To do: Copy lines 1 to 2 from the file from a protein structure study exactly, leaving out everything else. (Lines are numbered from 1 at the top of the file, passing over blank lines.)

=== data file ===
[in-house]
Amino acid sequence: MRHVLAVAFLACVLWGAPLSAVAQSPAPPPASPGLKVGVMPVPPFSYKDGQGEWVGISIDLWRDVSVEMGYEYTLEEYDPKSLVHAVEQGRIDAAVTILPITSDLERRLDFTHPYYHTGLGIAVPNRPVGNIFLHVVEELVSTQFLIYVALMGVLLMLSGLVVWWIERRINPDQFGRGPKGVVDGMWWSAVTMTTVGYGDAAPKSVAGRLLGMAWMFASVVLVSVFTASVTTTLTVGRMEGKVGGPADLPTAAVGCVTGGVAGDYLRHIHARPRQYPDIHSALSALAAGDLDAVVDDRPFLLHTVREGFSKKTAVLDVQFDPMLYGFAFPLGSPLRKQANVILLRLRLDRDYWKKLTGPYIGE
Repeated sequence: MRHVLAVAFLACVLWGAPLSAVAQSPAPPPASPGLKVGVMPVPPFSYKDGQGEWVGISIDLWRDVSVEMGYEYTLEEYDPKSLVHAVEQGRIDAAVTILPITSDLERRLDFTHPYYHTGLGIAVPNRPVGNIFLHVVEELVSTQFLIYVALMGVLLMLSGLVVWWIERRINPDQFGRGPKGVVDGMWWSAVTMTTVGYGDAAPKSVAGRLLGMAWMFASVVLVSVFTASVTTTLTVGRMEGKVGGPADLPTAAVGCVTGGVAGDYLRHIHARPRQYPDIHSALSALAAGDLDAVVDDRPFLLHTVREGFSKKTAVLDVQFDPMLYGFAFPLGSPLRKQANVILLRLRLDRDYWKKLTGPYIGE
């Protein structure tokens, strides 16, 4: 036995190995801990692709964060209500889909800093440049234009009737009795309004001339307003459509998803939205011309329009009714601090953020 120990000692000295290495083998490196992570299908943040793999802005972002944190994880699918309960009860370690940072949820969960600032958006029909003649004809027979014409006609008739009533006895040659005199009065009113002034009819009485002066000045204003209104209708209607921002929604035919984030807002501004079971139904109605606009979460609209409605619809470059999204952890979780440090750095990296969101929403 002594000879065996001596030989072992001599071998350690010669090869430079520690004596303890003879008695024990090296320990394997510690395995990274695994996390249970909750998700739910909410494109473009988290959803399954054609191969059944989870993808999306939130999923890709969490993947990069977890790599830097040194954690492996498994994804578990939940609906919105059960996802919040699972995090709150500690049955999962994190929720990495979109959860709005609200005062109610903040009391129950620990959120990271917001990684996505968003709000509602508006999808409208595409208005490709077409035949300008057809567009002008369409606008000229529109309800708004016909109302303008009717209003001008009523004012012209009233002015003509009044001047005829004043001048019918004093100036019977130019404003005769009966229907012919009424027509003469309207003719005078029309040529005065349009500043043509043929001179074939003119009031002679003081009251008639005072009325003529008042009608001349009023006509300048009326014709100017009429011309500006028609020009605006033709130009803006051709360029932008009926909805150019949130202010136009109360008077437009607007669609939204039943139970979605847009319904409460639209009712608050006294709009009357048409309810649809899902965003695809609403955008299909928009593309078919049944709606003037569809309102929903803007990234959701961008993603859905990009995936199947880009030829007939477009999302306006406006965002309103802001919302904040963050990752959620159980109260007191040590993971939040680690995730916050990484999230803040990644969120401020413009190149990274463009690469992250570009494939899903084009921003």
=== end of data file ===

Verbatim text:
[in-house]
Amino acid sequence: MRHVLAVAFLACVLWGAPLSAVAQSPAPPPASPGLKVGVMPVPPFSYKDGQGEWVGISIDLWRDVSVEMGYEYTLEEYDPKSLVHAVEQGRIDAAVTILPITSDLERRLDFTHPYYHTGLGIAVPNRPVGNIFLHVVEELVSTQFLIYVALMGVLLMLSGLVVWWIERRINPDQFGRGPKGVVDGMWWSAVTMTTVGYGDAAPKSVAGRLLGMAWMFASVVLVSVFTASVTTTLTVGRMEGKVGGPADLPTAAVGCVTGGVAGDYLRHIHARPRQYPDIHSALSALAAGDLDAVVDDRPFLLHTVREGFSKKTAVLDVQFDPMLYGFAFPLGSPLRKQANVILLRLRLDRDYWKKLTGPYIGE